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Part Five University Hospital

Ms. Burgess was an accomplished woman and a role model to Dorothy. She had gone to college and earned her diploma in nursing before serving as an army nurse during World War I. After that, she received her Bachelor of Arts at a school in South Dakota before earning her Master of Arts from Columbia University. She was already in her 70s by the time Dorothy joined the nursing class. When Dorothy was a senior in her program, Ms. Burgess had fallen down and hurt her back. She was kept at the University of Nebraska hospital for about two months, and Dorothy was assigned to personally care of her during the day as well as lead the team that was caring for her the rest of the time. Dorothy sighs and then laughs while remembering what it was like to have Ms. Burgess as a patient. “My only problem with her as a patient was that she wanted her coffee hot. And all we had were gas burners, so I would run with it. We didn’t have fancy thermo cups then. I’d get it to her and she’d say, ‘This isn’t hot enough!’ So I’d haul it back there and I’d boil it again. It was all probably on purpose just to see how far she could push her nurses.”

While Ms. Burgess was laid up, the nursing school was going through accreditation. Dorothy was asked to help Ms. Burgess keep the school going, so she learned a lot about running a school of nursing during that year. But around this time, the United States government started the U.S. Cadet Nurse Corps because the war had created such a high demand for nurses. Dorothy only had six months of school left and didn’t want to join, but Ms. Burgess said everyone should join. They got paid $30 a month, but Dorothy couldn’t help the service any since she wasn’t at least 21 at the time. By this time, the Dorothy’s graduating class had dwindled from 18 to 7. Three students were sent to serve at veteran and army hospitals in San Francisco, and the other three went to Denver. Dorothy stayed in Omaha on account of her age.

The University hospital was run by teachers and students at that time, with a head nurse in charge of each floor. Ms. Burgess told Dorothy that since she was staying and had already passed her state boards in June 1944, she would eventually be filling in as Head Nurse of Ward H, the women’s medical ward, when Mrs. Cochran had her baby. Well the baby came just a week later, and Dorothy found herself running an entire ward. A short time later, someone in Pediatrics fell ill, so Dorothy went up and ran that floor for two months. It was then that the Head Nurse of Ward C/D developed a facial paralysis and would be gone for three months. Ms. Burgess assigned Dorothy to run C/D, the men’s surgical ward, in her absence. Dorothy was nervous as it was a 42-bed floor and she wasn’t even 21 years old at the time, but Ms. Burgess just looked at her and said, “You’ll do fine. My office it right outside the ward door.” Ms. Burgess’s tough assignments for Dorothy show how determined and ambitious Dorothy was, even at such a young age.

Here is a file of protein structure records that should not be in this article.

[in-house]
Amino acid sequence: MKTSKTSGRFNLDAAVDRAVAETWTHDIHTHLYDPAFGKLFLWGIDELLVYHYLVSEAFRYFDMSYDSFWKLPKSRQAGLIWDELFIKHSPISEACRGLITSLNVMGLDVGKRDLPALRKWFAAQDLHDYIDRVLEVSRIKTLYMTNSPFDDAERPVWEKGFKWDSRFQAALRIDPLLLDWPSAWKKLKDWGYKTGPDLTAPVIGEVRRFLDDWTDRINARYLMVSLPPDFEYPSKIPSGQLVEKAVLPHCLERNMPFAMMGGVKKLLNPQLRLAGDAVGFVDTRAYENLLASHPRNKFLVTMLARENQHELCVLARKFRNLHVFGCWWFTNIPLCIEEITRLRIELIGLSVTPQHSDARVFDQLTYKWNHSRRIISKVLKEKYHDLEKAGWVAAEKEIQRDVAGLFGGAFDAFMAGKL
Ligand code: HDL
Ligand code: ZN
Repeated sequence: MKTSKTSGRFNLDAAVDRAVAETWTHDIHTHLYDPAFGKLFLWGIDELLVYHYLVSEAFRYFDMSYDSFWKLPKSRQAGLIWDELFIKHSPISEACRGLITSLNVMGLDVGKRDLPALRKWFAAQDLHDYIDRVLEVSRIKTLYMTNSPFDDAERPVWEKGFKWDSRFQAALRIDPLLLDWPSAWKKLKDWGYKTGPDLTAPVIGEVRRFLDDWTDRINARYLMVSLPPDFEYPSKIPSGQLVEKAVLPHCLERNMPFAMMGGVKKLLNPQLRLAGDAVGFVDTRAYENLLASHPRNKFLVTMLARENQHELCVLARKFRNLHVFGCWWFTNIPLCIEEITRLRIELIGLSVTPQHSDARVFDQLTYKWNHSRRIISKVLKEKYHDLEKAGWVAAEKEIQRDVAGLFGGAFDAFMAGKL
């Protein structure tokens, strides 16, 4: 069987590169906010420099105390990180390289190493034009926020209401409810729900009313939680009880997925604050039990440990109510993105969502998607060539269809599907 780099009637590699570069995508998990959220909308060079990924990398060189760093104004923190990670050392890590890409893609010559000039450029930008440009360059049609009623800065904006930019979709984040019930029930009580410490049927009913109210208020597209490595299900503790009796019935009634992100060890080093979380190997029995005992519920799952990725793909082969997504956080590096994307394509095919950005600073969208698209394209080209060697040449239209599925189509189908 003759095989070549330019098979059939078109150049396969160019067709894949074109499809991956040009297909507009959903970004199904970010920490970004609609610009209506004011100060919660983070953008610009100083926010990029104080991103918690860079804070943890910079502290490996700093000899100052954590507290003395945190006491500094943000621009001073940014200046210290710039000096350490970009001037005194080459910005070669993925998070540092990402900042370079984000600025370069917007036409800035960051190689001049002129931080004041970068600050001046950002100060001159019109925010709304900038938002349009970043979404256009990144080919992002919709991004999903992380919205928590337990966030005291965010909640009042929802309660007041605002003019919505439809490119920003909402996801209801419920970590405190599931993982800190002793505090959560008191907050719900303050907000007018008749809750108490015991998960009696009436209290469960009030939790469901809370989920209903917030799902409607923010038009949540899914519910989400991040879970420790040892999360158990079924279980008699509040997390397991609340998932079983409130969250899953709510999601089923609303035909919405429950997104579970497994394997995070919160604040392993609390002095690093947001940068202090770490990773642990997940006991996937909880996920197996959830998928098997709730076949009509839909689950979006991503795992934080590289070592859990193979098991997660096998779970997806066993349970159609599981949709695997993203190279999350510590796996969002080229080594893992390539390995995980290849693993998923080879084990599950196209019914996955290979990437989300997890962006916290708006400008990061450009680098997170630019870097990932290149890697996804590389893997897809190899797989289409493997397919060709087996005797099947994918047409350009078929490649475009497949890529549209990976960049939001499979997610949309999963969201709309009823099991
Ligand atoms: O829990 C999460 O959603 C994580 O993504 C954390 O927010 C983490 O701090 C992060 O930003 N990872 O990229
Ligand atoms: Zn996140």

As Dorothy was doing all this work and finishing up requirements, Ms. Burgess asked her where she wanted to end up. Dorothy enthusiastically told her that she wanted to work in the operating room. As it turned out, the operating room was going to be losing a supervisor soon. The assistant supervisor was leaving for the military, so Ms. Burgess told Dorothy to go up there and start as a staff nurse before the supervisor left, at which time she would become the new assistant operating room supervisor. As Dorothy quickly found, it was rough, tiresome work. At the University of Nebraska Hospital from February 1945 to December 1948, Dorothy worked a busy schedule. She’d go to work at the operating room from 7 a.m. to noon and go back to the hospital at 6 p.m. where she’d serve as hospital supervisor until 11 p.m. During that time, she was also on-call and ran the emergency room since no one else was down there. While this was all going on, Dorothy also served as a clinical instructor for other student nurses.

 

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Part Six Straightening Out Clarkson Hospital

In December 1948, Dorothy became a supervisor at Clarkson Hospital because they were having problems. One of the doctors at the Medical Center, Dr. Perrin, asked her to apply and “straighten them out.” Dorothy had already accepted a supervisory position in Long Beach, California, but the job wasn’t scheduled to start for several months. Dr. Perrin told Dorothy that he was sending the nurse currently in the role to school in Philadelphia to learn how to do her job properly. He promised Dorothy he wouldn’t keep her more than six months. Dorothy reluctantly agreed since it wouldn’t interfere with her position in California, but the problem at the hospital was much worse than she had anticipated: “I quit in one week. It was that bad! It was terrible!” But Dr. Perrin told Dorothy she should give it a chance. Dorothy’s